USA Michael Phelps Makes History
Michael Phelps makes history as first U.S. men’s swimmer to qualify for five Olympics Current Affair
Michael Phelps makes history as first U.S. men’s swimmer to qualify for five Olympics Current Affair. OMAHA — Add yet another feather to the cap of the most decorated Olympian ever. As if 22-time Olympic medalist Michael Phelps needed anything else to cement his place in history. Phelps, 31, is now the first American male swimmer to make five Olympic teams in his career. Phelps finished first in 1:54.84 at the men’s 200-meter butterfly here at U.S. Olympic trials, securing his roster spot for the Rio Games. Tom Shields finished second; the top two finishers in each individual event automatically qualify for the 2016 Olympics. As the public address announcer announced Phelps’s time to the roaring crowd, Phelps held his hand up, a high-five representing five Games. “That means the most tonight,” Phelps said afterward. “With everything that’s happened, being able to come back, that’s probably harder than any swim I’ve had in my life.” “Just being able to finish how I want to is so important to me,” Phelps said. “Getting on this team is what I wanted to do.”
Michael Phelps headed to Rio, becomes first male swimmer to make five Olympics
Michael Phelps holds up five fingers during the finals for the men’s 200 meter butterfly in the U.S. Olympic swimming team trials at CenturyLink Center. (Photo: Erich Schlegel, USA TODAY Sports)
“That means the most tonight,” Phelps said afterward. “With everything that’s happened, being able to come back, that’s probably harder than any swim I’ve had in my life.”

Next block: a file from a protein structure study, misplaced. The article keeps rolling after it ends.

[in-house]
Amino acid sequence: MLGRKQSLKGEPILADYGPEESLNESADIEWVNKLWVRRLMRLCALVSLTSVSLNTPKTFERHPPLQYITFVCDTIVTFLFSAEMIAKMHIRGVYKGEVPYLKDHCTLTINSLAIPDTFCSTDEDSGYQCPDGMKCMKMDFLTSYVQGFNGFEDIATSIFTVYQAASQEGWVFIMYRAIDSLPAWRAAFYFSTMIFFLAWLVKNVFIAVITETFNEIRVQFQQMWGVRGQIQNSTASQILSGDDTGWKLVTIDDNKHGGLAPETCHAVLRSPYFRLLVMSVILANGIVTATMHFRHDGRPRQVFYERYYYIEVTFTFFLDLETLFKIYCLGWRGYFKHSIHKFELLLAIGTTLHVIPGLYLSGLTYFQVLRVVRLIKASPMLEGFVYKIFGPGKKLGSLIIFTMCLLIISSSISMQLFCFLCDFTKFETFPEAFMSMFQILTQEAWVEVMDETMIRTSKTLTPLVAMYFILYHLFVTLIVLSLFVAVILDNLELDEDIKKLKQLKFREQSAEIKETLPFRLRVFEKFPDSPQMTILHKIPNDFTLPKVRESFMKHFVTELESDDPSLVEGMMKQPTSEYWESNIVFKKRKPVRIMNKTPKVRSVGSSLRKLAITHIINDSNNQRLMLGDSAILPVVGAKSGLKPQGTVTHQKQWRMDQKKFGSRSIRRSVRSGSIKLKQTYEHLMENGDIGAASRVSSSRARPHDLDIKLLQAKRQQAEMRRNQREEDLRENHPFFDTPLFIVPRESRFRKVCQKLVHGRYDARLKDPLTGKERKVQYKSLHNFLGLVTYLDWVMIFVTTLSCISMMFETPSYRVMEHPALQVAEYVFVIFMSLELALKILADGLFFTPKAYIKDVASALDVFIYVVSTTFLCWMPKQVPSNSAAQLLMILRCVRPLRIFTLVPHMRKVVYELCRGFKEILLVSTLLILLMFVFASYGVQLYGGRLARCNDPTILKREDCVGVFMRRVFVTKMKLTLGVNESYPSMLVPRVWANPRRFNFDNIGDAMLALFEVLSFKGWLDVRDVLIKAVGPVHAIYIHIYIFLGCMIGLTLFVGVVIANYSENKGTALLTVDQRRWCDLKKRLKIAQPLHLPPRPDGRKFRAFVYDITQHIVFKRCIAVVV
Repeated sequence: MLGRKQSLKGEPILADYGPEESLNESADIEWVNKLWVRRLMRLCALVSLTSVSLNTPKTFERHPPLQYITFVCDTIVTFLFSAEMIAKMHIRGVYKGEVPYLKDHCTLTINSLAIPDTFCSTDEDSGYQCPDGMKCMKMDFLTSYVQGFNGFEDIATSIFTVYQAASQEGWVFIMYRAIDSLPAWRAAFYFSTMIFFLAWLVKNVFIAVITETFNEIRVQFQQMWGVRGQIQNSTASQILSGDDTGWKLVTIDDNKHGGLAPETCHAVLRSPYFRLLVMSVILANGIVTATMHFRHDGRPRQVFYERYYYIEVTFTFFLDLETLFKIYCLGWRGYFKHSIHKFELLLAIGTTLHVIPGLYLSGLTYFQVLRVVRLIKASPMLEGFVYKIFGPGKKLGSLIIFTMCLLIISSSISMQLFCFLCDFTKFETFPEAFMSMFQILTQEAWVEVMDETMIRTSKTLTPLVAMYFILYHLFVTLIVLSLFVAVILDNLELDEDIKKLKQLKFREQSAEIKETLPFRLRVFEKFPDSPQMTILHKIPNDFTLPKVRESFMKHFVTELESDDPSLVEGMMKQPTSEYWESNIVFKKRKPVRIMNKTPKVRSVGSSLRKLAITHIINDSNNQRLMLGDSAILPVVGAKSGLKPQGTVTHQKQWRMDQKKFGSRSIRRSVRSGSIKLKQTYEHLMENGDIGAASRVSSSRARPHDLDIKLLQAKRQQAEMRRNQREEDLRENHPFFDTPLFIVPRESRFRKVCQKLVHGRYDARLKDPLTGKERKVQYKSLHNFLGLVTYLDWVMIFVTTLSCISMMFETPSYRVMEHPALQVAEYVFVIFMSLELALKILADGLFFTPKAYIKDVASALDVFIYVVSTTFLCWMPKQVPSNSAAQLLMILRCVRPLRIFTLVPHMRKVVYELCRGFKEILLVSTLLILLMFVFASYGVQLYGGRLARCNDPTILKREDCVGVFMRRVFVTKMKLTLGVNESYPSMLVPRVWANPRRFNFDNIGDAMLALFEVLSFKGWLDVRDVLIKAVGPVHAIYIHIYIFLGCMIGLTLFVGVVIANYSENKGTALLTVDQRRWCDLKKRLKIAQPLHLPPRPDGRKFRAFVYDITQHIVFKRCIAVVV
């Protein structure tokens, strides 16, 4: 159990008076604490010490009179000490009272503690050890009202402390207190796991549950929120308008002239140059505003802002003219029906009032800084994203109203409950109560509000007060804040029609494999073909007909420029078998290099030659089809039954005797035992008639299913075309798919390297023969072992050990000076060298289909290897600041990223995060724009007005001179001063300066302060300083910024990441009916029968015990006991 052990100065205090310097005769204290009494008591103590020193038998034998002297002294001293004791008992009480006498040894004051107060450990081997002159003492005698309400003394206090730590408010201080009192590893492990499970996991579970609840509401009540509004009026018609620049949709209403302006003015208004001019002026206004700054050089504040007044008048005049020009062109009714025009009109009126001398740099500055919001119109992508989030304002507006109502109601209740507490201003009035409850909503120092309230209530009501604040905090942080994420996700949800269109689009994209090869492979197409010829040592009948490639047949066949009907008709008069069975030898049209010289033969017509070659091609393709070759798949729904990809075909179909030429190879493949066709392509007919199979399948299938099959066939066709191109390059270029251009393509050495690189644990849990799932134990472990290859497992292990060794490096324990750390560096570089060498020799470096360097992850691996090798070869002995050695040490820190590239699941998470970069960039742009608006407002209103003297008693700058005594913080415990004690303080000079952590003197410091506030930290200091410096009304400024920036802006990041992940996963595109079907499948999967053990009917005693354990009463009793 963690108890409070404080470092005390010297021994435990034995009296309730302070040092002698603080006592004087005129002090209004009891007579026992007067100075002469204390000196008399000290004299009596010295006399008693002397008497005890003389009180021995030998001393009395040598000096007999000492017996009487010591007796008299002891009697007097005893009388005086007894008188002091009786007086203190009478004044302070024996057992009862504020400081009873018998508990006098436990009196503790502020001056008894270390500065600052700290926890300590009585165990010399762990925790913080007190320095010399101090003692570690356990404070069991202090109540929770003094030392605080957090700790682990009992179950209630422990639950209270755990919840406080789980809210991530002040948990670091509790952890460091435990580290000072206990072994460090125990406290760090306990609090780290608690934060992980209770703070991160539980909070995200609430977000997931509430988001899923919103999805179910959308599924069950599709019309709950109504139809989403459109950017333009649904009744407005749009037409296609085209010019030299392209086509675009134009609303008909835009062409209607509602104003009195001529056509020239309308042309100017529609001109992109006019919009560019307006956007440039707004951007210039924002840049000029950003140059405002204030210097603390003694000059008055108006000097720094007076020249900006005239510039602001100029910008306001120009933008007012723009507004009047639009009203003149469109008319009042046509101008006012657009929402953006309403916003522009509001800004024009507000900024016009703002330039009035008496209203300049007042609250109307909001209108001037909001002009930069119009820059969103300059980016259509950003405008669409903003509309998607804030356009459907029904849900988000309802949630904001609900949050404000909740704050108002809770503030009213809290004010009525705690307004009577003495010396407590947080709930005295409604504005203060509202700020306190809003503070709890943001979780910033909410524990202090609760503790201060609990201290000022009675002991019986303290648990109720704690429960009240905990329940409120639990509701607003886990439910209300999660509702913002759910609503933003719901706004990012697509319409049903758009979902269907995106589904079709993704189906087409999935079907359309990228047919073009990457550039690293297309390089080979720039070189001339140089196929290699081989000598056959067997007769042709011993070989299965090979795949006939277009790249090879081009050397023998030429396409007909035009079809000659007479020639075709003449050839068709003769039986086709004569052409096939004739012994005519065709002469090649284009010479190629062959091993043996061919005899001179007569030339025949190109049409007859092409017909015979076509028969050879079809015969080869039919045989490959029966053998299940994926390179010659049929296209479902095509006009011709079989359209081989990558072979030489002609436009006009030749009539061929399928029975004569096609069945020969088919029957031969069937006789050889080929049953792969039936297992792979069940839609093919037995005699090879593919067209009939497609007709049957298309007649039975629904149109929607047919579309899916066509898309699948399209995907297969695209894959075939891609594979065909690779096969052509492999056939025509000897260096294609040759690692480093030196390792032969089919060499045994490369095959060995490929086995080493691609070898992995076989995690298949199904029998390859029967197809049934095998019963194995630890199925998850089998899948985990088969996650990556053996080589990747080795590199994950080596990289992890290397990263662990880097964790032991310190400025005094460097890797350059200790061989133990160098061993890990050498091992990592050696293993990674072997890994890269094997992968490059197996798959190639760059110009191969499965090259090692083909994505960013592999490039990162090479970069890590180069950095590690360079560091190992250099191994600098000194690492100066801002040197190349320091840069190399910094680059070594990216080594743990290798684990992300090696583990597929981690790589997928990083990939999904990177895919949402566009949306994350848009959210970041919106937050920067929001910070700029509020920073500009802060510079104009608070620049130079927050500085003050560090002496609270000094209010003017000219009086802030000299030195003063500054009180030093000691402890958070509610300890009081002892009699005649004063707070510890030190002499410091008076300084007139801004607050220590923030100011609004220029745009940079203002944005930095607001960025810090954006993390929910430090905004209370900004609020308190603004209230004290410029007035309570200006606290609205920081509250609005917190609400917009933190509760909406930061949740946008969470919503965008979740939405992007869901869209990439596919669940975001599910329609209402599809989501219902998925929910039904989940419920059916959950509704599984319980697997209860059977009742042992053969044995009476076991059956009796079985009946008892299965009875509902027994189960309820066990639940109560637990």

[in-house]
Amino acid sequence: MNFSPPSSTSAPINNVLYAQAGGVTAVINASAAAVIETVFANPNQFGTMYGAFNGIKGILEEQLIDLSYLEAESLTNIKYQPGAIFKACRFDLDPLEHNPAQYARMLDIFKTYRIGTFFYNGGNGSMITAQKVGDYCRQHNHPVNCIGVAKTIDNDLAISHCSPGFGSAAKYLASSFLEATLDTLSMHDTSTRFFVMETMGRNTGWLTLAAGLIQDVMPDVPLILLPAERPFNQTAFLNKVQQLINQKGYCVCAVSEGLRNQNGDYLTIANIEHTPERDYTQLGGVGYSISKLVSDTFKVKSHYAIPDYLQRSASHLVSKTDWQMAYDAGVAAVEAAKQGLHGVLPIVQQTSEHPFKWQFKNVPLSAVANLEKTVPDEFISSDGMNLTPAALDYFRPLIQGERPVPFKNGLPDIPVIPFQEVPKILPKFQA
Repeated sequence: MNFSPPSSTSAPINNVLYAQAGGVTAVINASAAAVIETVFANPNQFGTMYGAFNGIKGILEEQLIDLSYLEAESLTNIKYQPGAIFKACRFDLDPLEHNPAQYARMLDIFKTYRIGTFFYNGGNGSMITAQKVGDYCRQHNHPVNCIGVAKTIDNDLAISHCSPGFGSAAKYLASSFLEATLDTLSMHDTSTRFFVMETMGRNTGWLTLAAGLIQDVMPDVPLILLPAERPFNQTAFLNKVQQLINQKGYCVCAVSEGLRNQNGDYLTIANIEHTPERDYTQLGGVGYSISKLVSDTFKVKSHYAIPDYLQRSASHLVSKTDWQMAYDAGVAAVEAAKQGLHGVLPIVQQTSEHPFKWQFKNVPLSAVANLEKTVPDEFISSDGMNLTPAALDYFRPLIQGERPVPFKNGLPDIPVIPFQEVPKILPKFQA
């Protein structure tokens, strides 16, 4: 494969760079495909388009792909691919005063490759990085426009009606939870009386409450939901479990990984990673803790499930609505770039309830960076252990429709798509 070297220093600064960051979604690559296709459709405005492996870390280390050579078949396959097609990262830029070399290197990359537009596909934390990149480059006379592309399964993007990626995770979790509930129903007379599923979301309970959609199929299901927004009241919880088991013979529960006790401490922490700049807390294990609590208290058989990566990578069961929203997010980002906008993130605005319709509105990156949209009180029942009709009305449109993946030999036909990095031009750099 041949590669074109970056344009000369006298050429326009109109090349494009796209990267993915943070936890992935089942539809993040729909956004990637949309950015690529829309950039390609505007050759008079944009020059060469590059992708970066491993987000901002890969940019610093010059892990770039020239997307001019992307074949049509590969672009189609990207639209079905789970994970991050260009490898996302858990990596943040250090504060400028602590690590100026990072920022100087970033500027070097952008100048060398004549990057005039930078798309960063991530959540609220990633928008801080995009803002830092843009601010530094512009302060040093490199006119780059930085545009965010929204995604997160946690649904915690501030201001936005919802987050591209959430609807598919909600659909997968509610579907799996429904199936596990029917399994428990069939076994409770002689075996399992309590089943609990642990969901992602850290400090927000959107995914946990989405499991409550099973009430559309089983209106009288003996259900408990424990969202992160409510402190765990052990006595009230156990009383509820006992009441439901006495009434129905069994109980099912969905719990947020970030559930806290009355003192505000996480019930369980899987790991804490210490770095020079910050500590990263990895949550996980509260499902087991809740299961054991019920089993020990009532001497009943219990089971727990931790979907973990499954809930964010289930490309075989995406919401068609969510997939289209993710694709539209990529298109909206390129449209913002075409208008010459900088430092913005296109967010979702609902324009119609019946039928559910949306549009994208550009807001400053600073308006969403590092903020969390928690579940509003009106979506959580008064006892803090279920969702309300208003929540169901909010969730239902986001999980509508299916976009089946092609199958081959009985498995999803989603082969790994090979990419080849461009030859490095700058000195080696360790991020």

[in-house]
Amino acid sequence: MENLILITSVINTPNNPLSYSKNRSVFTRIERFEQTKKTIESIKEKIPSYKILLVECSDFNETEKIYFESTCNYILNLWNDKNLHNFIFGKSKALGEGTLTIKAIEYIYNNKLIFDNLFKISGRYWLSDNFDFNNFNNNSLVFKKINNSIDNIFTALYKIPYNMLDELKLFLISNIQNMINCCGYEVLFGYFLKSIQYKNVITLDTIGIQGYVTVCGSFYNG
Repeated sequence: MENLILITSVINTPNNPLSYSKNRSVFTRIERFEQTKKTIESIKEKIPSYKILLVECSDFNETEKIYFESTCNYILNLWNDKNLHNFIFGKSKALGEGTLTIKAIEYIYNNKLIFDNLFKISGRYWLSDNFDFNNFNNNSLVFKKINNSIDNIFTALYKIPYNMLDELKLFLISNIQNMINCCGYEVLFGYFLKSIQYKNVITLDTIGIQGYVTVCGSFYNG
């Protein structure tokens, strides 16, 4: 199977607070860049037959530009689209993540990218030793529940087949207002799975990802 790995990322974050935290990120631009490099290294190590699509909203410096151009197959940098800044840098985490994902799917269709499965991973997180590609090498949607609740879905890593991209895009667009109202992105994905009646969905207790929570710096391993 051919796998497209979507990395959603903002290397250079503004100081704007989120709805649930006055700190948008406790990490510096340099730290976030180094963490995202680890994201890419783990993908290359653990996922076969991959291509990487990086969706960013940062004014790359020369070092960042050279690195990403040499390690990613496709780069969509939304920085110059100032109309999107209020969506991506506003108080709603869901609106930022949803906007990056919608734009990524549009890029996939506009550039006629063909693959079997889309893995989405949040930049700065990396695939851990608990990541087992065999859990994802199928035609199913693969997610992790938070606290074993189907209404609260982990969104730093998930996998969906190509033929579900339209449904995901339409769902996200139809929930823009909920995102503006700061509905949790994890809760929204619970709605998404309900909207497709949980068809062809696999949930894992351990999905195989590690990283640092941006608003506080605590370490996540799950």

Much has changed for Phelps — and the state of U.S. swimming itself — over the past 16 years. Phelps grew from a wiry 15-year-old into the sport’s most accomplished swimmer. He won an astonishing eight gold medals in Beijing. He now admits he hated training and trials yet still managed to win six medals in London, four of them gold. He retired, then came back. He was arrested for driving drunk, then entered rehab. He came out, as he describes it, a changed man — with his priorities in line, and an enjoyment in the water he’d missed.
He’s now engaged to longtime girlfriend Nicole Johnson, and the two welcomed a baby boy, Boomer, two months ago.
The constant through it all? His name on the U.S. roster, his face the face of American swimming. He’s evolved from rookie to veteran, and he’ll be by far the most experienced swimmer on the men’s side these Games. Already, midway through trials, there appears to be a sea change, youngsters displacing older swimmers at some of their signature events. Phelps’ presence on this team could prove crucial beyond the medals he brings home.
“The staunch leadership he’s been demonstrating this last year or so, the maturity he’s shown, people are going to rally behind him,” said David Marsh, the U.S. women’s team coach.
Phelps will likely swim multiple events in Rio, and some of that depends on which other individual events he qualifies in this week. He will also swim the 100 fly and 200 individual medley. He scratched out of both the 100 and 200 freestyle events, though he could still be named to the relay teams based on previous results.
“Just being able to finish how I want to is so important to me,” Phelps said. “Getting on this team is what I wanted to do.”
Follow Nicole Auerbach on Twitter @NicoleAuerbach.